From School Library Journal
Starred Review. PreSchool-Grade 3—This Yiddish-inflected retelling of "The Little Ren Hen" features a balabusta
(good homemaker) who kvetches about her lazy no-goodnik friends who will not help her make matzah from wheat. When they show up at the Passover Seder, the hen scolds, "What chutzpah!" Ultimately, however, they repent and the hen forgives them because she is a mensch. All ends happily as they make up for their earlier bad behavior by doing the dishes. The droll ink, watercolor, and pastel cartoon illustrations have a friendly charm that makes a nice contrast with the story's wry humor. The Yiddish vocabulary and speech patterns will have Jewish adults rolling in the aisles, and children will enjoy the merging of familiar Passover and folktale elements. It's entertaining to those in the know, but readers unfamiliar with the holiday may be mystified by the humor, and they will gain little understanding of the traditions of Passover. An endnote on the holiday's history, a matzah recipe, and a glossary round out the package, but the book should be used in combination with more traditional tales or with audiences who already observe Passover. It's a must for Judaica collections and a solid choice for large general collections.—Heidi Estrin, Feldman Children's Library at Congregation B'nai Israel, Boca Raton, FL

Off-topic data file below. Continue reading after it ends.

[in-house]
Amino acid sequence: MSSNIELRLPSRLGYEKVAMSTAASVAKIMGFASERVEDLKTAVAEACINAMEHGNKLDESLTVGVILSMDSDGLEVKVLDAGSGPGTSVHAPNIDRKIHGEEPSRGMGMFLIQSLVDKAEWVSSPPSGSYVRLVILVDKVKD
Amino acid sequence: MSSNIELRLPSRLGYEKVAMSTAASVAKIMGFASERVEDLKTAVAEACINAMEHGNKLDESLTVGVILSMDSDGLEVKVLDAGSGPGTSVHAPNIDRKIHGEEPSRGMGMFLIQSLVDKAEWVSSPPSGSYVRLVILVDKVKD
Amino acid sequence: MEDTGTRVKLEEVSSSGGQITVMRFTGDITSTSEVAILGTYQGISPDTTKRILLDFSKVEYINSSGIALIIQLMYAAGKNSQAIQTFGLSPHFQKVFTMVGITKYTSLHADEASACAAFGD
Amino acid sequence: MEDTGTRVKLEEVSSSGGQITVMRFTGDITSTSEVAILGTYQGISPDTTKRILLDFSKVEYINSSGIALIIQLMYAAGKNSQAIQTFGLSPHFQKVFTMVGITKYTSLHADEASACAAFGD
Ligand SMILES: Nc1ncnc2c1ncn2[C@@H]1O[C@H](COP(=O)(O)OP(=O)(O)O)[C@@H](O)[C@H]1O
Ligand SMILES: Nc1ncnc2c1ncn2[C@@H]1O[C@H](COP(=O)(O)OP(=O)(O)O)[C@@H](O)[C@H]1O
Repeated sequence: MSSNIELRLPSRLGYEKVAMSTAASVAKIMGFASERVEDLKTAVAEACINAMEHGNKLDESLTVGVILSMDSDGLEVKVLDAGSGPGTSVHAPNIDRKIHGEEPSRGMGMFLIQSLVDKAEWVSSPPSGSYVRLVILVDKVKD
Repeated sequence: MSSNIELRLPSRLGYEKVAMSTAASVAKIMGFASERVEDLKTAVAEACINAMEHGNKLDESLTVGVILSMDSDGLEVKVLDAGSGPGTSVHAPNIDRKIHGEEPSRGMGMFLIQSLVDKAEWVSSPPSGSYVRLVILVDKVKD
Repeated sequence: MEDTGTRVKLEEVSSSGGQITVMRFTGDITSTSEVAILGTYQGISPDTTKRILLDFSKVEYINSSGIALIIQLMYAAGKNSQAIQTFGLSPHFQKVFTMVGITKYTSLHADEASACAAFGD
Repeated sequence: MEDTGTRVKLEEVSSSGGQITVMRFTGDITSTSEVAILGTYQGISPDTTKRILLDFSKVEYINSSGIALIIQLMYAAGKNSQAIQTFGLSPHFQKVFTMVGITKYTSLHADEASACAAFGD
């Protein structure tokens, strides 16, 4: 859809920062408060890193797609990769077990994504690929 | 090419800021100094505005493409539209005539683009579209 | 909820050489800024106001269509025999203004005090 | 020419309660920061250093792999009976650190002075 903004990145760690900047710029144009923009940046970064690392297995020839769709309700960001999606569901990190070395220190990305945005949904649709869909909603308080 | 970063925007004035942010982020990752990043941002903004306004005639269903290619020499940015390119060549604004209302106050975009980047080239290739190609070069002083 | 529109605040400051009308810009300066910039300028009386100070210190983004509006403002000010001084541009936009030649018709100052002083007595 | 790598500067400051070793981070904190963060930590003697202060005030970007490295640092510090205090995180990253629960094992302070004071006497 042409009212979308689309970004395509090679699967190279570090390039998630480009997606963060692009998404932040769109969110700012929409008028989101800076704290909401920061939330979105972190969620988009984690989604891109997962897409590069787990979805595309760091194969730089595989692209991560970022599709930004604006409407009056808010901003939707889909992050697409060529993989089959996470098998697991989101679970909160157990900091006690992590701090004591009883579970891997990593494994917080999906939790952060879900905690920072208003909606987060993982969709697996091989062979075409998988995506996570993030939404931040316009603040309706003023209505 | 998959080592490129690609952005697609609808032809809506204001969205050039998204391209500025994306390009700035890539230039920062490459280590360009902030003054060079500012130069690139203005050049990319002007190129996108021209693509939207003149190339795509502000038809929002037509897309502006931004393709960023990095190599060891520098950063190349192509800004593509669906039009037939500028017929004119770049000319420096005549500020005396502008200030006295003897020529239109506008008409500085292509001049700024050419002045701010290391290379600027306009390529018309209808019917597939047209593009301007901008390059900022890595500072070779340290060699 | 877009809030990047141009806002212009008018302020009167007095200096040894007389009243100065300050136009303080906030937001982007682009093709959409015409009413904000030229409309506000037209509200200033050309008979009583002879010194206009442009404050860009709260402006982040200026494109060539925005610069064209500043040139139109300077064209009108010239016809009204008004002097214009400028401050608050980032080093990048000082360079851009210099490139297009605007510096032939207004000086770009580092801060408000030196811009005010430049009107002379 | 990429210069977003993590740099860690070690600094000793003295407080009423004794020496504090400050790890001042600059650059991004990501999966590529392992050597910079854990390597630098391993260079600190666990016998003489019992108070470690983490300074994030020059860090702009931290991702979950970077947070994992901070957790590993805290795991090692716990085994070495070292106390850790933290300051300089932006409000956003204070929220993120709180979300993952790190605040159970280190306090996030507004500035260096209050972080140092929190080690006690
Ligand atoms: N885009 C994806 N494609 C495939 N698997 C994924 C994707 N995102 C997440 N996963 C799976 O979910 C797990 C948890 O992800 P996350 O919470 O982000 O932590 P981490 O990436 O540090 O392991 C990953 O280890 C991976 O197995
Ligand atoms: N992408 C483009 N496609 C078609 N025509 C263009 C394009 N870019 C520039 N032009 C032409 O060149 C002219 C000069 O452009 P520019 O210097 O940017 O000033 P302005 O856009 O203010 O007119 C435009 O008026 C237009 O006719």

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The Little Red Hen has gone through various versions and permutations, but surely this is the first time she has a Yiddish accent. Realizing it’s almost Passover, the Little Red Hen says, “Oy gevalt!” She needs matzah for her seder dinner, and that means growing wheat. Horse, Sheep, and Dog are not interested in helping. Harvesting? Again, nope. Milling? “We’re resting.” By now, the Little Red Hen realizes she’s dealing with a bunch of no-goodniks. She bakes the matzah (“according to Jewish law . . . in just eighteen minutes”) and then sets her seder table. Guess who arrives? “What chutzpah!” But then the Little Red Hen remembers the Haggadah’s words: “Let all who are hungry come and eat.” Children familiar with Passover will get a kick out of this, and the ink-and-watercolor art amusingly captures both the Little Red Hen’s aggravation and the animals’ turnaround. Those really in the know might wonder about a sheep at a holiday table where lamb’s blood plays a major role, but, hey, at least none of the guests are pigs. Preschool-Grade 1. --Ilene Cooper